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The story behind one brave Olympian's protest

To most spectators of the Olympic men's marathon Sunday, it looked like a standard gesture of jubilation from Ethiopia's Feyisa Lilesa as he crossed the line to win silver.

But to anyone familiar with the political situation in Ethiopia, his arms aloft pose meant something much more brave and important: a defiant stance that could spell danger for him but has drawn international attention to an important issue.

Lilesa made a cross over his head with his forearms as he clocked in at 2 hours, 9 minutes and 54 seconds in front of the world's media, and repeated it again during a press conference after the event. The images were beamed across the globe, and to anyone watching in his home country the message was clear.

It was a gesture of solidarity with the Oromo people, Ethiopia's largest ethnic group numbering some 40 million souls, and a protest against the recent government killing of hundreds of protesters.

Some 400 have been killed since November 2015 by security forces during anti-government protests, Human Rights Watch (HRW) reports. The gatherings, which started as a stand against now-abandoned plans to expand Addis Ababa into neighboring Oromo regions, have been met with an increasingly violent response.

Thousands have been injured and tens of thousands arrested in addition to the deaths, HRW says, with many prisoners kicked and beaten. Forces shot indiscriminately into crowds, too. 

“Ethiopian security forces have fired on and killed hundreds of students, farmers, and other peaceful protesters with blatant disregard for human life,” Leslie Lefkow, deputy Africa director at Human Rights Watch said. “The government should immediately free those wrongfully detained, support a credible, independent investigation, and hold security force members accountable for abuses.”

The agency has posted a graphic video portraying some of the scenes.

Feyisa's gesture was brave for a number of reasons.

Firstly, the International Olympic Committee (IOC) prohibits political protests at the games (although they've often struggled to enforce that rule). He could face sanctions once the organization investigates the case and maybe even lose his medal. Americans Tommie Smith and John Carlos, who were expelled from the 1968 summer games after giving black power salutes on the podium, could tell him that.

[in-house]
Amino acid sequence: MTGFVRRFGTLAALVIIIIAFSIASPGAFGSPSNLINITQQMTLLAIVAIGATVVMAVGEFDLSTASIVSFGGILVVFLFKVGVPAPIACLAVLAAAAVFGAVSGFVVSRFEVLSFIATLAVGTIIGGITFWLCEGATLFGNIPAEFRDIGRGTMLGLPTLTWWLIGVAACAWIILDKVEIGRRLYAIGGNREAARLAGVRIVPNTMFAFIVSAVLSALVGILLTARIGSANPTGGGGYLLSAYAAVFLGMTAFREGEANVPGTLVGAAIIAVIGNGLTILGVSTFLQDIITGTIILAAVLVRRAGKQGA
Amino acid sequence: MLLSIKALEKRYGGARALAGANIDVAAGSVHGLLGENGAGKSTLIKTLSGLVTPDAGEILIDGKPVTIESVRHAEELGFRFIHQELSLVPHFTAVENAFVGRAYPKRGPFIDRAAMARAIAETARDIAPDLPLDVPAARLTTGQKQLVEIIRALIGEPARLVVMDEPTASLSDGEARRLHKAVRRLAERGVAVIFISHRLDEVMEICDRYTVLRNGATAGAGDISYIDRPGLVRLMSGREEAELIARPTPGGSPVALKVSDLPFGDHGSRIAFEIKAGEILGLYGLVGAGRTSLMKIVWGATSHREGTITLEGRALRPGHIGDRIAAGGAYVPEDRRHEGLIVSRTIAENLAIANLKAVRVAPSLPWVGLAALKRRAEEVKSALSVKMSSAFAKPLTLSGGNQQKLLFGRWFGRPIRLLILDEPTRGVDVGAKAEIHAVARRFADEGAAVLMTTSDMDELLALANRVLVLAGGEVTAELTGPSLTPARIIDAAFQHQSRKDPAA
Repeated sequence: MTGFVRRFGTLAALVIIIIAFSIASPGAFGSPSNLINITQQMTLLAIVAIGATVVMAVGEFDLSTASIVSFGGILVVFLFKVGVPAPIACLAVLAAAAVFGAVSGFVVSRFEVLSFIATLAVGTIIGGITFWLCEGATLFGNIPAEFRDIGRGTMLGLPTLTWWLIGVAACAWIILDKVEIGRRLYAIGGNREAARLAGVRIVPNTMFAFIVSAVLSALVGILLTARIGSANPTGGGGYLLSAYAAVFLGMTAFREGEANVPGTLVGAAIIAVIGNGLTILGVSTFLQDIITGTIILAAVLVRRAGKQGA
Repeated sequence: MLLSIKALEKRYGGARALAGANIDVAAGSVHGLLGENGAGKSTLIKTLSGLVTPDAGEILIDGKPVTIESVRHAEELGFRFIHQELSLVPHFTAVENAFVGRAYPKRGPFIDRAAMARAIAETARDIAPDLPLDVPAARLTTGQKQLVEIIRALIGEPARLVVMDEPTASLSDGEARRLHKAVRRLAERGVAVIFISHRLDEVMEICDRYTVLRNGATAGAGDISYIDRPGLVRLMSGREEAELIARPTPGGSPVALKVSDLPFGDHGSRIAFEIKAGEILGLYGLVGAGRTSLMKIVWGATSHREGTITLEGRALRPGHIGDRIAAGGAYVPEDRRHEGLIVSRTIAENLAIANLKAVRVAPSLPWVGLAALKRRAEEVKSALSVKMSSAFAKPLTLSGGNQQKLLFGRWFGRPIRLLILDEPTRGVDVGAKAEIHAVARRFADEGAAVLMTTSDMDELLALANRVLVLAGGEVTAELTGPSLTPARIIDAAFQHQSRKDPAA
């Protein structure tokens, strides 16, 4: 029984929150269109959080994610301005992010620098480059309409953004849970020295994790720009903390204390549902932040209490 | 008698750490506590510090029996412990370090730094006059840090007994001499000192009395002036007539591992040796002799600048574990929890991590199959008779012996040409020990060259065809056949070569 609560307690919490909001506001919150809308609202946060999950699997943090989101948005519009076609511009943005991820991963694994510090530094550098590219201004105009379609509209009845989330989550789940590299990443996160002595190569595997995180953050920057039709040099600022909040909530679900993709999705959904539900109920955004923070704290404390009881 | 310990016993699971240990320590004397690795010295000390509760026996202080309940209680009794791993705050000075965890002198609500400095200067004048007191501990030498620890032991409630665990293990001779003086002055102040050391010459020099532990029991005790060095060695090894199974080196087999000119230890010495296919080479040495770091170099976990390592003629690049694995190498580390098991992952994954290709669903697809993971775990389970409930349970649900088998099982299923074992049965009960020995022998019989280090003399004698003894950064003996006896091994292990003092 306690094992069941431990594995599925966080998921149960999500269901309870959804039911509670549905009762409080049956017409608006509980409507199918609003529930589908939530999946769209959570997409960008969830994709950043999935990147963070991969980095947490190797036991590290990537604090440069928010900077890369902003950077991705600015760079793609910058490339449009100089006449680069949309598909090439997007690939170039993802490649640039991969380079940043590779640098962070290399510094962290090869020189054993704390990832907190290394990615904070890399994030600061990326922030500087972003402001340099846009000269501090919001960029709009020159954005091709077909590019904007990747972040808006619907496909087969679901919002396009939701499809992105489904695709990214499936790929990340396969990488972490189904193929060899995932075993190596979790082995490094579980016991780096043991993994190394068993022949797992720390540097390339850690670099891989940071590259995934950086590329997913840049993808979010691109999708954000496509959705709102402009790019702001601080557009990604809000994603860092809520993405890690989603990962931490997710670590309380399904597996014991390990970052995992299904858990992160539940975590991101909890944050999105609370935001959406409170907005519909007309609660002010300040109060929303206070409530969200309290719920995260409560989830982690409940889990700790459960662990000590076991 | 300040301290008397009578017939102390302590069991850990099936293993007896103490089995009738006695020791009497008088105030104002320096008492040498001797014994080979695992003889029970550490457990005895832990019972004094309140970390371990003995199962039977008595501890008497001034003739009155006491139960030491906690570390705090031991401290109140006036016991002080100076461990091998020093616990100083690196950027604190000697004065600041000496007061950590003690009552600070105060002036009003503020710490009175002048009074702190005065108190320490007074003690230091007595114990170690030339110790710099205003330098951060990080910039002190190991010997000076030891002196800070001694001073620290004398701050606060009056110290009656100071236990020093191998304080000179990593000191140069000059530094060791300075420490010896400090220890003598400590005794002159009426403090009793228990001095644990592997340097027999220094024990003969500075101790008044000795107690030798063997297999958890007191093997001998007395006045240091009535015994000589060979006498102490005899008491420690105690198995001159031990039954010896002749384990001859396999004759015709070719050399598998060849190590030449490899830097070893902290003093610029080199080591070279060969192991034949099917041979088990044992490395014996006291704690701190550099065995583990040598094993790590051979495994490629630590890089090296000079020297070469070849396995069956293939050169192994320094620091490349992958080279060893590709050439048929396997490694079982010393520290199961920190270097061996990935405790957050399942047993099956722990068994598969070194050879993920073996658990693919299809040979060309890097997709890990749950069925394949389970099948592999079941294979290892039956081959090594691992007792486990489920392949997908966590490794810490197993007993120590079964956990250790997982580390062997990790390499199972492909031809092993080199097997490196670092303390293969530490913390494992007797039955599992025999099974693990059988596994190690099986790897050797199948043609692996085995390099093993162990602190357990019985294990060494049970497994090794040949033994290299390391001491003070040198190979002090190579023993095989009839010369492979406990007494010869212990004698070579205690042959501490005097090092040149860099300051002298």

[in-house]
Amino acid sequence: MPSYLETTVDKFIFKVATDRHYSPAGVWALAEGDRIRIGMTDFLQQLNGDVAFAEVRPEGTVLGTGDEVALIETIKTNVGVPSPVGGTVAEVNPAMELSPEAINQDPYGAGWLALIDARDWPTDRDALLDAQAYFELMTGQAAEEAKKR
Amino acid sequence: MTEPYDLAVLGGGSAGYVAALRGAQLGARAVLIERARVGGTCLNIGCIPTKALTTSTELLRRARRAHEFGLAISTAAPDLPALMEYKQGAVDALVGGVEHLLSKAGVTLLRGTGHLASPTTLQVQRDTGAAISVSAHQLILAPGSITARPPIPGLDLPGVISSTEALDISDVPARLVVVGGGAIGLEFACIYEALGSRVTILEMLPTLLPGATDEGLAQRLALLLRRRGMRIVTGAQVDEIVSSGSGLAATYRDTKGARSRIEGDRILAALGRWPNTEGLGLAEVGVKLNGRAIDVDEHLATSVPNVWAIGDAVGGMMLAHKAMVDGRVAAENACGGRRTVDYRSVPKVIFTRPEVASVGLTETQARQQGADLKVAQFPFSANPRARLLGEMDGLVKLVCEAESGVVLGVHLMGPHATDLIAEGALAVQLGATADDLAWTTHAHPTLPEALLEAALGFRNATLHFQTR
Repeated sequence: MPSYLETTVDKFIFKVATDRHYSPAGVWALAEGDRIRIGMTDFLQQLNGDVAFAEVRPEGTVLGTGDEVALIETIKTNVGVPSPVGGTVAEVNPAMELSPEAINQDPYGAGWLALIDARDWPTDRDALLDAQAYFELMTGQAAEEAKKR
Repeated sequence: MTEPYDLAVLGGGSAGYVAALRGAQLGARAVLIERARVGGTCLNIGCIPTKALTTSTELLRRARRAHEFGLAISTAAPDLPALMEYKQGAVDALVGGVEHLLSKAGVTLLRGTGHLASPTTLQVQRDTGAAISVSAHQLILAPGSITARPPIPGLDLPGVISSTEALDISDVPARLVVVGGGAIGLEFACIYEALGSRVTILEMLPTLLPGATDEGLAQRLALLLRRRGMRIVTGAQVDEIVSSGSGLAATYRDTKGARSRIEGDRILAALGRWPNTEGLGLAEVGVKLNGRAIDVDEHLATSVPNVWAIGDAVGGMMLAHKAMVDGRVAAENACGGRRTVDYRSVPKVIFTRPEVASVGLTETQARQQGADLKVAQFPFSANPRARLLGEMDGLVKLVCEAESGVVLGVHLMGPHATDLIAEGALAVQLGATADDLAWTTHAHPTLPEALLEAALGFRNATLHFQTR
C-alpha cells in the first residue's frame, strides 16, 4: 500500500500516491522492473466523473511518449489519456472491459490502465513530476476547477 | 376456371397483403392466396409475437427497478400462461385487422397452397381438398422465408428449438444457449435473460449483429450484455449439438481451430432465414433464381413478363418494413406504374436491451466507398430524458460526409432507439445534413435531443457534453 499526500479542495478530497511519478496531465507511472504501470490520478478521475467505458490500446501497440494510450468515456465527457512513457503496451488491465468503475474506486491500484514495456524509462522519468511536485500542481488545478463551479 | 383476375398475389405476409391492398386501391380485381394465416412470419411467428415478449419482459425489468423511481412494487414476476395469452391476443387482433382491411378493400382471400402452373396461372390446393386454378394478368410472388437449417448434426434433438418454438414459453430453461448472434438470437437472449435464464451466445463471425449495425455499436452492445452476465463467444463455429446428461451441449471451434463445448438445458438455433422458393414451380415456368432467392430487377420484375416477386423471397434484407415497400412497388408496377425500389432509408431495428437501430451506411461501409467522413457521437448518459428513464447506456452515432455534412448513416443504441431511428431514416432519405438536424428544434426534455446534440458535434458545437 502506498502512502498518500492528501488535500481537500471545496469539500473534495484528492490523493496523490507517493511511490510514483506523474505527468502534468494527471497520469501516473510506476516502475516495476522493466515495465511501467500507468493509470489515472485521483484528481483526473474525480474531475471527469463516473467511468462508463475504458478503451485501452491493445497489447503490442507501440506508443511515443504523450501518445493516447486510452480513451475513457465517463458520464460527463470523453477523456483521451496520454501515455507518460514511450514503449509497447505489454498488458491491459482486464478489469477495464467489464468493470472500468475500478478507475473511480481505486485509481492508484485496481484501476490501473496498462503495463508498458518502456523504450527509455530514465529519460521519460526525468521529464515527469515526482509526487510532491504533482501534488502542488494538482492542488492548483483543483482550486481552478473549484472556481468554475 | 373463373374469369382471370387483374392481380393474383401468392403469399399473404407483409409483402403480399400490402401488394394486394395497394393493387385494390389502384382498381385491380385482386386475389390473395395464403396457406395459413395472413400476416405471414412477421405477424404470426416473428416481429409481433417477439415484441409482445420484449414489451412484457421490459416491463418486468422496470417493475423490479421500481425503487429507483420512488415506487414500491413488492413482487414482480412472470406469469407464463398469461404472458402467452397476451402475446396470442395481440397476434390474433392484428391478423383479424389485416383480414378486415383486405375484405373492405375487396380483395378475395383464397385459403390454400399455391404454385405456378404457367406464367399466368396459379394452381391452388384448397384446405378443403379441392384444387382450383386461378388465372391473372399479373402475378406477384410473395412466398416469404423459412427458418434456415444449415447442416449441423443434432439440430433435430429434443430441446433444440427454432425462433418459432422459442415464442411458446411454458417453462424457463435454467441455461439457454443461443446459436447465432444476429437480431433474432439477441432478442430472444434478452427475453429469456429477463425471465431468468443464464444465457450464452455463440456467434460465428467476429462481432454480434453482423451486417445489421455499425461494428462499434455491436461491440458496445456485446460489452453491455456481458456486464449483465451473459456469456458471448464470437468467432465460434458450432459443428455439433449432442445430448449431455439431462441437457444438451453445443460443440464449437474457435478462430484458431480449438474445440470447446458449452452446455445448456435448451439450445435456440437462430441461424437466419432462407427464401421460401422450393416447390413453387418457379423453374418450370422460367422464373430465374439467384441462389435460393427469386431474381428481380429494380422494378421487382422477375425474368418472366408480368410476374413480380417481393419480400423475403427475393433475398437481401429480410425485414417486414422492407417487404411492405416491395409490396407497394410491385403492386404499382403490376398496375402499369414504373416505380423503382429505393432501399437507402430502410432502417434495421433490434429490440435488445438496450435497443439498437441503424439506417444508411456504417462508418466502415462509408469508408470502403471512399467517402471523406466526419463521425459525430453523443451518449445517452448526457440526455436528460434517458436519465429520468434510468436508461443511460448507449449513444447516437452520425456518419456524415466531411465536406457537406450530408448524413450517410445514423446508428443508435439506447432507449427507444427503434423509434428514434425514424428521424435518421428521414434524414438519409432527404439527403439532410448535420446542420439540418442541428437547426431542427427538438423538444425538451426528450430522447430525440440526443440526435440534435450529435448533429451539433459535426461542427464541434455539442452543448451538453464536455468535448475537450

More seriously, though, are the personal ramifications he could experience from a government increasingly known for harsh retribution. Feyisa is well aware of the dangers; he told reporters he thought he'd likely be killed or imprisoned for his Olympic protest and would probably move to another country.

The government has precedent when it comes to punishing people who speak out. In 2012, anti-government blogger Eskinder Nega was sentenced to 18 years behind bars while journalist Woubshet Taye received 14 years. Both were convicted on terrorism charges.

Feyisa was undeterred, though, and decided to use his moment on the world stage to draw wider attention to the issue. He explained his rationale thusly:

The crossed wrists gesture has been widely used by anti-government protesters as a sign of peaceful resistance, the Associated Press reports, and before that by the Muslim community when it revolted against the government. It's meant to symbolize being handcuffed by security forces.

An Ethiopian government spokesman has insisted that Feyisa will be warmly received back in his home country, telling the state-affiliated Fana Broadcasting Corporate that he'll have a "heroic welcome." He "will not face any problems for his political stance," Getachew Reda added.

However, the country's state broadcaster EBC didn't re-broadcast images of his gesture and some people watching it live and cheering quickly hushed when they saw the gesture, the AP reports.

Feyisa's gesture draws international attention to an issue that has been brewing in Ethiopia for some time and follows several years of frustration with the government from several minority groups. Both the Oromo people, which make up some 34 percent of the population and the Amhara, who comprise 27 percent, have demonstrated in recent years.

The Oromos feel excluded from the political process and the country's economic development — and opposed the proposed expansion of the transformed capital — while the Amhara have also been engaged in a regional land dispute. 

However, it's been the government's response to these issues that have prompted concern. The ruling government is a close ally of the West, exerts complete control over security forces and faces no opposition in parliament.

Its reaction to any kind of unrest has been swift and arguably disproportionate. In addition to the violent crackdowns, it shut down the internet across the country for two days in early August to try and disrupt the organization of demonstrations.

Lilesa has said he might stay in Brazil or perhaps go to Kenya or the U.S., depending on where he can get a visa. A fundraising page to help him has raised $54,000 already.

Human Rights Watch has said that the international response has been "severely muted." While acknowledging a resolution from the European Parliament and another from the U.S. Senate, the agency says more needs to be done by the international community. 

Lilesa's brave, bold and selfless gesture might just be the catalyst.

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